Monthly Archives: December 2010

Why Consulting Is So Easy

I use a framing store for the certificates I hand out in sessions such as my Million Dollar Consulting® College. For December’s College, my wife took the certificates from the calligrapher to the framer, but the owner told her that her husband, who actually did the framing, wasn’t there and wouldn’t be back for a couple of weeks—far past my deadline. She directed my wife to an arts store a couple of miles away where there are assembled frames.

We found that the assembled frames were almost indistinguishable from the hand made fames. The difference in cost: Framer is $450 for 10; store is $40 for 10.

This is the problem with small business owners. They don’t think of the customer relationship, only the immediate work. I’m sure most of you would have suggested to her: bring the framing to a competitor if you have to, but get them done for your customer of five years; find someone who can do this on a subcontract basis; learn to frame yourself as the owner; line up replacements when you know your husband will be away.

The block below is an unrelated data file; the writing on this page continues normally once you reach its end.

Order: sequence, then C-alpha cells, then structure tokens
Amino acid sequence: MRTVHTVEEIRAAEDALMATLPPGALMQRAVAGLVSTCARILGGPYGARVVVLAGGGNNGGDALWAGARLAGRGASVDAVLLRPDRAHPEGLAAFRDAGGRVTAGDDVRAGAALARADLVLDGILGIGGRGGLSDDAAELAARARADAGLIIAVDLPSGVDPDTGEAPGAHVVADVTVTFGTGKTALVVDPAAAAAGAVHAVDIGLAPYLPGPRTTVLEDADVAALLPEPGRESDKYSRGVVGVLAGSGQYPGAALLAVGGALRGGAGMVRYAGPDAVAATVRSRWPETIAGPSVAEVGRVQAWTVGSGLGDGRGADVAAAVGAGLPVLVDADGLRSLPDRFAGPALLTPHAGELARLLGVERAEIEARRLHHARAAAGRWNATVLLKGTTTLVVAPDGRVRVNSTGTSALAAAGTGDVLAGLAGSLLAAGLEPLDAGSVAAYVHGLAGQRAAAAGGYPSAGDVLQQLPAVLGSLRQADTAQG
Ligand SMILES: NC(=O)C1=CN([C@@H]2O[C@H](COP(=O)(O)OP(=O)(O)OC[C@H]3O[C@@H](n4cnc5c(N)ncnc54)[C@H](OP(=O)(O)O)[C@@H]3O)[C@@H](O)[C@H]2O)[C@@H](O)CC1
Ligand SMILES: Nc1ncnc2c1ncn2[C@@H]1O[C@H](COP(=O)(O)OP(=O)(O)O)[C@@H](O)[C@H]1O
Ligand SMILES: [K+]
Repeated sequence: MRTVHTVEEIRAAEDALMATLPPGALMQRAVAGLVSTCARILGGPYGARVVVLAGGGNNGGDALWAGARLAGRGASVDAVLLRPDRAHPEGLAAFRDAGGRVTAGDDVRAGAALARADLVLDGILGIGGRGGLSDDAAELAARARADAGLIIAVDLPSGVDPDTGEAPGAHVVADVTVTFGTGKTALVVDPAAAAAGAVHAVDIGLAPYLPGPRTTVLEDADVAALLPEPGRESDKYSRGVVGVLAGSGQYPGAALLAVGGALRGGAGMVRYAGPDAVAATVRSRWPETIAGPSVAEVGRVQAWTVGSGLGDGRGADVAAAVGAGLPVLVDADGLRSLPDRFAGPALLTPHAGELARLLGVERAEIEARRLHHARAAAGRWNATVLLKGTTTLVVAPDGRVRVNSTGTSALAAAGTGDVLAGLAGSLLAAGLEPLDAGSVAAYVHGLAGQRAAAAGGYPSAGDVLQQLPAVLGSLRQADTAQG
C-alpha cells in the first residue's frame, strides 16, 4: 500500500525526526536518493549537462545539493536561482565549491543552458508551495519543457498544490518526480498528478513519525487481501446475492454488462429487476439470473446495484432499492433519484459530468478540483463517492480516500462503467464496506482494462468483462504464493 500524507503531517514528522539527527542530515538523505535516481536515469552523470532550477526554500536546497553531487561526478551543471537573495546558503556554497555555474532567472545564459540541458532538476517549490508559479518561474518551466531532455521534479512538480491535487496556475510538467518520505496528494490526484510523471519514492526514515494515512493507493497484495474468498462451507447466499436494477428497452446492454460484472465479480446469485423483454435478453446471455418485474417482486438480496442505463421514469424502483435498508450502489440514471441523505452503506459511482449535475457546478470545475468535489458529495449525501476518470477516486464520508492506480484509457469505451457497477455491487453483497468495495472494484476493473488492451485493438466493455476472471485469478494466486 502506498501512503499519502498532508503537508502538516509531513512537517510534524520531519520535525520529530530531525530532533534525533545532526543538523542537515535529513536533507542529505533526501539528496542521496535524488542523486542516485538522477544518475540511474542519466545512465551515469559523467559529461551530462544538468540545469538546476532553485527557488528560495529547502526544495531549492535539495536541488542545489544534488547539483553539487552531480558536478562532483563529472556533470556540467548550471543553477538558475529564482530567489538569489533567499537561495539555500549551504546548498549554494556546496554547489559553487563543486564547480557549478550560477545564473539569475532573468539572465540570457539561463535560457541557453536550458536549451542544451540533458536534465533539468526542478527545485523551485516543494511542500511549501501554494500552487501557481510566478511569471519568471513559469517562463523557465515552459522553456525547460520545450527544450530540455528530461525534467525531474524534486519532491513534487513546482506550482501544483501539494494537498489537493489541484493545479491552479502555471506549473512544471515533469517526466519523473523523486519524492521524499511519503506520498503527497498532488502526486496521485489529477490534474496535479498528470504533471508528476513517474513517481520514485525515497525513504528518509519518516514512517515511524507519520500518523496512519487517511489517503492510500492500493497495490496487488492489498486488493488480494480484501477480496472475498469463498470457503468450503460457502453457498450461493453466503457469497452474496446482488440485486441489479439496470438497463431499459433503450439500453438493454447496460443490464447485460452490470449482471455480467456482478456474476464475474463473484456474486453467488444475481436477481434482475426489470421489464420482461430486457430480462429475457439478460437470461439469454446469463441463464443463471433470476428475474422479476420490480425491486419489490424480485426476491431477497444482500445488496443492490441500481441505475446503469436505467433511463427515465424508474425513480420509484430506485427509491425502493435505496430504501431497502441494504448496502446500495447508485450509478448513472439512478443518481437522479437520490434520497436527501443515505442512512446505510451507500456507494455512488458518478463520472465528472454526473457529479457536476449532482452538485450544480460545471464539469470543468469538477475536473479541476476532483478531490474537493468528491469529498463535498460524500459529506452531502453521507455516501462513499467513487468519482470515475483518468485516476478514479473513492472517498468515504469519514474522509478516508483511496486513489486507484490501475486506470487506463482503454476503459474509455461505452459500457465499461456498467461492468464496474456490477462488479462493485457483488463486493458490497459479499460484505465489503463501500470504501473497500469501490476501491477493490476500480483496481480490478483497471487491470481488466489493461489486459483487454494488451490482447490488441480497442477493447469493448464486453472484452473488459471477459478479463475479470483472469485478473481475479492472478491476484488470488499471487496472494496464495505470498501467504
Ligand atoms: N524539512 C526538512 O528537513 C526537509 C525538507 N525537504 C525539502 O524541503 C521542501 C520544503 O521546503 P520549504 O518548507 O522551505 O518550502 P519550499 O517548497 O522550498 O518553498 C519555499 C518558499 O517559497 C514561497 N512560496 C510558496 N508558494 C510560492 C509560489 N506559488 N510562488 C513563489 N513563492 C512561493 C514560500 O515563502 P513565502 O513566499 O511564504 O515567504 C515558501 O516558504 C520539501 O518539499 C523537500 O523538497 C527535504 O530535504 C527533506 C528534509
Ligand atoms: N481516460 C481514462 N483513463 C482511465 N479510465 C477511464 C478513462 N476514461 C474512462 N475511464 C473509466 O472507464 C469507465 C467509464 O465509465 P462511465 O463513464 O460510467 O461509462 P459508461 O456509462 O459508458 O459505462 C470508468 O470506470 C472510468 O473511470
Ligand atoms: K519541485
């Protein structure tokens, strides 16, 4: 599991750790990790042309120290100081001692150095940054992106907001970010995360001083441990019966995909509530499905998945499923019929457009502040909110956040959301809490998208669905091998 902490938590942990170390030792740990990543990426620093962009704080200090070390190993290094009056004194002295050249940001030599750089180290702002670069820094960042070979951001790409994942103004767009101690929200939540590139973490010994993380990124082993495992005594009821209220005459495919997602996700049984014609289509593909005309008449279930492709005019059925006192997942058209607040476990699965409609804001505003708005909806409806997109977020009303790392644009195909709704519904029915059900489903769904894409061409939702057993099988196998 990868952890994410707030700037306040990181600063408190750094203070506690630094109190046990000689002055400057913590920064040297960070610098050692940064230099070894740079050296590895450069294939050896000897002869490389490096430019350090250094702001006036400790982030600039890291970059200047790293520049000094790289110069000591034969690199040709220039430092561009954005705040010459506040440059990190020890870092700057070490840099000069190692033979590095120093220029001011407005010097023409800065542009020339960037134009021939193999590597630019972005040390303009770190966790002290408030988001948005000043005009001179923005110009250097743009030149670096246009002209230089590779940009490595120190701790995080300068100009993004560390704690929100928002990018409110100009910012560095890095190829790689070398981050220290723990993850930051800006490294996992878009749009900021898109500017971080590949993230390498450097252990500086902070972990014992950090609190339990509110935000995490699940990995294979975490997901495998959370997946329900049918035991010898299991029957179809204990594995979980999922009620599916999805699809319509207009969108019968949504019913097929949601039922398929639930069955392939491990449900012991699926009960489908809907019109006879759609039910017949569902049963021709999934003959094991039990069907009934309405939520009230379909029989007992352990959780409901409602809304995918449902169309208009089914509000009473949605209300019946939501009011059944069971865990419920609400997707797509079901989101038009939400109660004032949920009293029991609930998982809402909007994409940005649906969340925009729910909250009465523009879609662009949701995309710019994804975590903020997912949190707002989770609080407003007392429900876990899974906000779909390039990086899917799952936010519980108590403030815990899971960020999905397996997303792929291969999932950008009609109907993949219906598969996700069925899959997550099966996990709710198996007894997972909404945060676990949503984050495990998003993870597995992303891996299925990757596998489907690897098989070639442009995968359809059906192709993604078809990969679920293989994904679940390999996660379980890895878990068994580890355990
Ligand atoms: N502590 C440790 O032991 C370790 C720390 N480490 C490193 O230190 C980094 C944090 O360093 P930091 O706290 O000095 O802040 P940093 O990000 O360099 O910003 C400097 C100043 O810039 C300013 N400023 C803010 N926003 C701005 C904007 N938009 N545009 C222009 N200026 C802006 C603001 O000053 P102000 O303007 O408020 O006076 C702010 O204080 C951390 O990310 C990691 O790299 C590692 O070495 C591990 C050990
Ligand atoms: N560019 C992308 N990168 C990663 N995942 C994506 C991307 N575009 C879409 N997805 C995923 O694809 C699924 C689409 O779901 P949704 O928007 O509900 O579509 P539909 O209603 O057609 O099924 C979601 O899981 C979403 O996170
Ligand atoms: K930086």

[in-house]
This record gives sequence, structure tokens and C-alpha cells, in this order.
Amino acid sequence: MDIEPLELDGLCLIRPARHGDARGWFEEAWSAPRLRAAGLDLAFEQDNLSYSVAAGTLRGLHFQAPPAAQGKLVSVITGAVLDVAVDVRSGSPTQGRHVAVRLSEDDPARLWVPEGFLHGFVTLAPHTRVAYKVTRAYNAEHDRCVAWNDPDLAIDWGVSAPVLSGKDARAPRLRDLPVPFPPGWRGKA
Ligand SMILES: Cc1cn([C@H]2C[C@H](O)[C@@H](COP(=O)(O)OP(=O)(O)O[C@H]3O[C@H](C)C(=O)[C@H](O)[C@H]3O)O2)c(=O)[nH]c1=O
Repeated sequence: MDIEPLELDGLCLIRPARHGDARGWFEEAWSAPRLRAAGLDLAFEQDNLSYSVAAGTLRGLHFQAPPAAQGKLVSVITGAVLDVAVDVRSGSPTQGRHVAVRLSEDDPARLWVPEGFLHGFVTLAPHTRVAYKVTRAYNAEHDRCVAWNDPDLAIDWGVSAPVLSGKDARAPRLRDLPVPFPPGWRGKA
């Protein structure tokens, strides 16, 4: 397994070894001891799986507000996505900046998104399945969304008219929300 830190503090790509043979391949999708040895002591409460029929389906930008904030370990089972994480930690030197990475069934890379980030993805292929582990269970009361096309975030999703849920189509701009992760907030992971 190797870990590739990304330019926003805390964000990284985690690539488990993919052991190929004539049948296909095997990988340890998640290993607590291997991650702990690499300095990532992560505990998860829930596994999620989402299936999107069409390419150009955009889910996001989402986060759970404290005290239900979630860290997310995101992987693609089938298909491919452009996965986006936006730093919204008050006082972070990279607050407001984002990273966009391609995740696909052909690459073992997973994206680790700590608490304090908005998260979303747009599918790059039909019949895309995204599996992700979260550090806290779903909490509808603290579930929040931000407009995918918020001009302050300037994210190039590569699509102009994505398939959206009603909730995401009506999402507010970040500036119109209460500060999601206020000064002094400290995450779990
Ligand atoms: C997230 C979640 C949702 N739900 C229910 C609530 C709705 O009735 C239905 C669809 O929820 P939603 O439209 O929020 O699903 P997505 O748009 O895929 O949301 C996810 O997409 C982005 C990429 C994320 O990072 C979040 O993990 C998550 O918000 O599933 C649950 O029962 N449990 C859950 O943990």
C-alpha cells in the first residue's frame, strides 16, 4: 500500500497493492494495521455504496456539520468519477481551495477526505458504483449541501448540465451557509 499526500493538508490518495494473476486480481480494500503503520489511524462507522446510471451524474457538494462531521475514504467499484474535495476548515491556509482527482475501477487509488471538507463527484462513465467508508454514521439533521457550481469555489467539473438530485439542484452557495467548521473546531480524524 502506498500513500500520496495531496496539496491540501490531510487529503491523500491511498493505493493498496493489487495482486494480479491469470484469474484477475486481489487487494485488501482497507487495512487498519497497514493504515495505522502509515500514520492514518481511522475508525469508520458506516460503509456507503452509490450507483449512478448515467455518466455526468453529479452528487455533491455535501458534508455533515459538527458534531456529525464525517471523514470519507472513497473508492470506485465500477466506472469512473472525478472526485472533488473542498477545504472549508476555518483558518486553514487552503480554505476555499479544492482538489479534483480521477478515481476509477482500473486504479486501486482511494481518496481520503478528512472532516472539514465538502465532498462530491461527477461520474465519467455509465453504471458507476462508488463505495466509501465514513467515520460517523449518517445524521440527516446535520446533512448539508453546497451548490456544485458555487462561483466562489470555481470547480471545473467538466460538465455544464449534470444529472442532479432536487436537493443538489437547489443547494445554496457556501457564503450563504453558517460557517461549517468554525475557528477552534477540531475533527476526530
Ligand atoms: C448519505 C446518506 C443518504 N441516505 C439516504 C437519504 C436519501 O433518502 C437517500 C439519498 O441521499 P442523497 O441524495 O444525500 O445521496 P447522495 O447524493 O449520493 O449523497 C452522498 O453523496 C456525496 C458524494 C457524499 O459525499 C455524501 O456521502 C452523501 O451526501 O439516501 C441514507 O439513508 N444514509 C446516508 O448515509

I’ll go back to her. I want to support her, her work is very good, and she’s two minutes from my home. But a lot of customers won’t under similar circumstances.

Consulting is about common sense. Alarmingly, too many business owners and senior managers are lacking it. Don’t be shy about charging for it, because the value of common sense is constantly on the rise.

© Alan Weiss 2010. All rights reserved.